As voice searches take over, Same SEO rules apply

Internet voice searching is the way of the future. It’s also the way of the present. A 2019 study found that nearly 60 percent of consumers are now using voice search to find information about local businesses. Of that group, 46 percent do a voice search every day, and 27 percent visit the business’s website after their voice search.

Furthermore, there are currently about 118 million smart speakers active in American households (why anyone would voluntarily keep those corporate spybots in their homes is far beyond me). Seventy-six percent of smart speaker owners use it to find local business information at least once per week; 53 percent do so at least once per day.

I don’t really understand the fascination with microphones. I’ve yet to become so lazy that I can’t take five seconds to type something into my mobile phone. Soon we’ll all be analphabetic, I suppose. That’s assuming the planet doesn’t melt first. And that we don’t commit extinction with nuclear weapons. And that general AI doesn’t enslave and destroy us. But I digress, as they say.

The point is that voice search is only going to grow in popularity, consequences be damned. According to Google, a full 20 percent of searches made on the Android Google App are spoken.

Which raises questions about how Google responds to voiced queries. SEMrush investigated the matter last summer and found that, the vast majority of the time, the answers provided by Google Assistant were pulled from the top three search results on Google’s website; and nearly 100 percent of the time they were pulled from the top 10.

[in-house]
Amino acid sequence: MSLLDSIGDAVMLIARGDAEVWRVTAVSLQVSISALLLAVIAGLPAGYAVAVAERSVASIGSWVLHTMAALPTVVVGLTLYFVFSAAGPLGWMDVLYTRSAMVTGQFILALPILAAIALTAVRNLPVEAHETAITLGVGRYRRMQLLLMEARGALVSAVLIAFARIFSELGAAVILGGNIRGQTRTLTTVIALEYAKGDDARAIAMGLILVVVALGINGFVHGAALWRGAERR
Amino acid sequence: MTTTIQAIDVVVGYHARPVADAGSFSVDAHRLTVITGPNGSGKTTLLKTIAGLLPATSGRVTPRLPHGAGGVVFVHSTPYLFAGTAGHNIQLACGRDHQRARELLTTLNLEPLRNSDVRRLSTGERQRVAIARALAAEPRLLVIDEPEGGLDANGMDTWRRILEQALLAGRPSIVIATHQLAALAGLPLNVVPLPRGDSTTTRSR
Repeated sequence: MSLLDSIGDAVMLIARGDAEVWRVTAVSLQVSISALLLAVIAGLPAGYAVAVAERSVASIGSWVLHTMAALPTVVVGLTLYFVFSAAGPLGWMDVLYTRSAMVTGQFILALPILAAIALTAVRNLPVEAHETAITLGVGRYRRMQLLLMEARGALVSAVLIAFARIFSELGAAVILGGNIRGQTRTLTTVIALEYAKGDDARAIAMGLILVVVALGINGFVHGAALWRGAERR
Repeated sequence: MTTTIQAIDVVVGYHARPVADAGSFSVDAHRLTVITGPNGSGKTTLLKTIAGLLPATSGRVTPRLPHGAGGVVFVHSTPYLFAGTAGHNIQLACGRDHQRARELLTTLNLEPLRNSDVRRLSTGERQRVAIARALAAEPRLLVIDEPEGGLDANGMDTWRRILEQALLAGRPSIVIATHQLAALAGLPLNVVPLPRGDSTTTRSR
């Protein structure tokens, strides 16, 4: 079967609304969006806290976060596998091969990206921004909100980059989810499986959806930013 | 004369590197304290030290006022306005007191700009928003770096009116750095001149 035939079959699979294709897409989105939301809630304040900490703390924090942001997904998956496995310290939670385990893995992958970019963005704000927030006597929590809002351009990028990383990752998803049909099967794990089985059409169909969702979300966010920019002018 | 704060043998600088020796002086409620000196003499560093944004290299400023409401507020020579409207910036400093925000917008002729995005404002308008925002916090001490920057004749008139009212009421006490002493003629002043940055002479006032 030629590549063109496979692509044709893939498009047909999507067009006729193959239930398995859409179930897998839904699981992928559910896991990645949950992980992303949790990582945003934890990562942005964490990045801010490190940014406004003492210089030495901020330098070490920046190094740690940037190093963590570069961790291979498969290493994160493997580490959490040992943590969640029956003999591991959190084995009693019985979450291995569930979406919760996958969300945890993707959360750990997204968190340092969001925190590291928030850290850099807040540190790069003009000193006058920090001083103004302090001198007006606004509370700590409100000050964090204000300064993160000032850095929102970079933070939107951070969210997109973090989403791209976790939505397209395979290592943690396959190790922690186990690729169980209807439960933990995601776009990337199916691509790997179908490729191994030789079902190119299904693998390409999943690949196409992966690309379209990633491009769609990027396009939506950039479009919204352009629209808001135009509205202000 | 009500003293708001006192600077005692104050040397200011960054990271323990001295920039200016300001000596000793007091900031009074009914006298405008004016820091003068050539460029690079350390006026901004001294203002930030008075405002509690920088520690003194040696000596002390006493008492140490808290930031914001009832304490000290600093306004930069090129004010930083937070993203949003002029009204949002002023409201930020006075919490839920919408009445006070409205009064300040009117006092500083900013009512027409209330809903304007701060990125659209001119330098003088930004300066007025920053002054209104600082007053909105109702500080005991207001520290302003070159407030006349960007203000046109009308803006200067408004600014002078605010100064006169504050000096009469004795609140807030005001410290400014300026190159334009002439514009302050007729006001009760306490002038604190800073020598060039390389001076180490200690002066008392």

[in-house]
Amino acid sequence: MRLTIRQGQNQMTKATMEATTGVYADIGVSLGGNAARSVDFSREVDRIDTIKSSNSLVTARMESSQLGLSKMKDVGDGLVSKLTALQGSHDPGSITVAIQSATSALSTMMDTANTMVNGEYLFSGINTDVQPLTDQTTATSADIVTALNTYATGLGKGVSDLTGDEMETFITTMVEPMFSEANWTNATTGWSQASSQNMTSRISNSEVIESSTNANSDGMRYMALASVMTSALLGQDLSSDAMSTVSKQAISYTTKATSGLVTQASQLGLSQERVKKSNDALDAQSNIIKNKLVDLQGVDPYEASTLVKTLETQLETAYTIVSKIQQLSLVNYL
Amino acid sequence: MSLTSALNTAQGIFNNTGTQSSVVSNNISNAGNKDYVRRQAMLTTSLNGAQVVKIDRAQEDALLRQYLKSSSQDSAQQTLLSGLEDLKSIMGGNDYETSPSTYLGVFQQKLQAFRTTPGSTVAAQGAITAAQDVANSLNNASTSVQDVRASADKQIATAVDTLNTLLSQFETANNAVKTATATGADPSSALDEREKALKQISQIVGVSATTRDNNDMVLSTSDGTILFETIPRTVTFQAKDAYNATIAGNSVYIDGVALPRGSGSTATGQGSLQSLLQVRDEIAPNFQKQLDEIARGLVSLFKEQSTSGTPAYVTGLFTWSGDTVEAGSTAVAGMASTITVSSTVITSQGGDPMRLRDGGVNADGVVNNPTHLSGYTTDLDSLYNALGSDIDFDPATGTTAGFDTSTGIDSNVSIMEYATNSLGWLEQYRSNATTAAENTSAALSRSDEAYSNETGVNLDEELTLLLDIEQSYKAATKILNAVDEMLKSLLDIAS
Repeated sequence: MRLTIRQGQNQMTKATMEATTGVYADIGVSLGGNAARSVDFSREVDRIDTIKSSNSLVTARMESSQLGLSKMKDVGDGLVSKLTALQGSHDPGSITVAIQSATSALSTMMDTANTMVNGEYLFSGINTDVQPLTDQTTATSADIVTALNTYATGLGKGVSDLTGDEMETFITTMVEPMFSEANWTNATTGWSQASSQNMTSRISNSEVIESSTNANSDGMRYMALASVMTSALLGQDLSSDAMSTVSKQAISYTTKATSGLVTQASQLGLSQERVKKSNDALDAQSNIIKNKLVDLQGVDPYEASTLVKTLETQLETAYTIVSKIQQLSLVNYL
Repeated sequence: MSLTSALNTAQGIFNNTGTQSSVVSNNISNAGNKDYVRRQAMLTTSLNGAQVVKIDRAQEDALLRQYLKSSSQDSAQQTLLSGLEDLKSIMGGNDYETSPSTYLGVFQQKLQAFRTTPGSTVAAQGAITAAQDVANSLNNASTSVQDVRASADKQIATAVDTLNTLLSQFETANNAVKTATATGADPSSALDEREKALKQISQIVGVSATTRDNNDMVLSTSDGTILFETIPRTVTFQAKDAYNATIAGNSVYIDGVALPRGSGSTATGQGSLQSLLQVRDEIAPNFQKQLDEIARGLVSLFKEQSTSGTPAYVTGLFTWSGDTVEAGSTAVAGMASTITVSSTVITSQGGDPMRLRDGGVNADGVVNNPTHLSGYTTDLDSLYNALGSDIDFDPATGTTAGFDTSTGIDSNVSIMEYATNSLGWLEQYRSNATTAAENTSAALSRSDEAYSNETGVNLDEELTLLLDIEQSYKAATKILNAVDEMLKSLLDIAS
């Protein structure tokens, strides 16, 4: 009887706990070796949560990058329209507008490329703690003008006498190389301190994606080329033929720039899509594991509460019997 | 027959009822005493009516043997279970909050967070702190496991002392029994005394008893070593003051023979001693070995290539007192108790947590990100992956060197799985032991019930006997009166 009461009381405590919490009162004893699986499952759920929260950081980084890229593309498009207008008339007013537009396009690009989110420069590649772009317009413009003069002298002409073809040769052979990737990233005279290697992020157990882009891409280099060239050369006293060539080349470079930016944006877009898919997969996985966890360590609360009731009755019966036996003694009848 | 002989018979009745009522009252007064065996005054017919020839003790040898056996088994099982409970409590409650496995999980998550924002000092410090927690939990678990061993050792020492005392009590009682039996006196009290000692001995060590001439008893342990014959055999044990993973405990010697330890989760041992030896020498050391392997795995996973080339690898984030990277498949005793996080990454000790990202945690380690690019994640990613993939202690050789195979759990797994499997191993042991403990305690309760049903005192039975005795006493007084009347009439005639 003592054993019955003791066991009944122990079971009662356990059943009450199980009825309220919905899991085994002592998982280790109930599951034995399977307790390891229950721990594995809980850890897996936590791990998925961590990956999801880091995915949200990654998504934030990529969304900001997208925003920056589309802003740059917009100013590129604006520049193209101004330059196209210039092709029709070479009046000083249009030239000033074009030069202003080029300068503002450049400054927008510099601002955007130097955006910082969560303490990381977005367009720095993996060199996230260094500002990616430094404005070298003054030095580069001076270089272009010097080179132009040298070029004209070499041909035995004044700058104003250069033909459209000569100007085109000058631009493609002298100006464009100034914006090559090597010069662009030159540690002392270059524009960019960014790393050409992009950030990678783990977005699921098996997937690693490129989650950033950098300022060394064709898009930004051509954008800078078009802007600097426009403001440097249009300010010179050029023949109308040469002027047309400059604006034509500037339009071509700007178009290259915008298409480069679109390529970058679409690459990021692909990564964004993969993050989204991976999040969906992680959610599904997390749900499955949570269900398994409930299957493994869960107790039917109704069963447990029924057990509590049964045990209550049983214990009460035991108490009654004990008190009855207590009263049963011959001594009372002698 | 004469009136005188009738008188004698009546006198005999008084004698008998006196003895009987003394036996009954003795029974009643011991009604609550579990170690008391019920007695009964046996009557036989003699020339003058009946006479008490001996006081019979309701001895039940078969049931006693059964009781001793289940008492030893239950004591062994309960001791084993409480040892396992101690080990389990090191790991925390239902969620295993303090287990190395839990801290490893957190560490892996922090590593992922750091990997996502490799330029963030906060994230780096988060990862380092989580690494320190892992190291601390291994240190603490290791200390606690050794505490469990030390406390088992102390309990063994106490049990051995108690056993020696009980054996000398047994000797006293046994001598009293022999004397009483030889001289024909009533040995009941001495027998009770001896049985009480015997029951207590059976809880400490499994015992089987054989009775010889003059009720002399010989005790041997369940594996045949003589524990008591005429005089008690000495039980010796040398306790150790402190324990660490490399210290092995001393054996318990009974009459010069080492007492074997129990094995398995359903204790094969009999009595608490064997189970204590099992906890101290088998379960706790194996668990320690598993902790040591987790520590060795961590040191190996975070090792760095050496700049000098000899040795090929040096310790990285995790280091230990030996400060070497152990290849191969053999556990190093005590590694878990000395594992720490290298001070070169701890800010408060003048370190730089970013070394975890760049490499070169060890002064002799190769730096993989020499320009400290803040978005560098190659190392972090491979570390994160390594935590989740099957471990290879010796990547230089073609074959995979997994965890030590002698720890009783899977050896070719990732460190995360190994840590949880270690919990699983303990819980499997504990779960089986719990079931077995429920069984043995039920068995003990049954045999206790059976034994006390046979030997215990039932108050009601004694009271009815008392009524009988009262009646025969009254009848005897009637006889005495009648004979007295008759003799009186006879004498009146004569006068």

“One thing we discovered almost immediately was that 97% of answers provided by Google Assistant are results that rank in the top 10 organic results,” SEMrush noted. “Therefore an existing first-page ranking is nearly a prerequisite for ranking for voice search queries.”

A few other critical findings below:

—“Close to 80% of the answers returned were from the top three organic results”

—“70% of all answers returned from voice searches occupied a SERP feature”

—the average length of Google’s response was about 41 words

—the answer’s language is very simple and easy to understand

—“Backlink anchors and keywords within a title matching the voice search query are present in over half of answer URLs for Google Home and Home Mini”

In short, all the principles and variables that apply to standard SEO apply equally to voice searches. As our vocal chords supplant our keypads (a bit retrogressive, actually, when you think about it), securing the services of a top-notch enterprise SEO company will be no less important.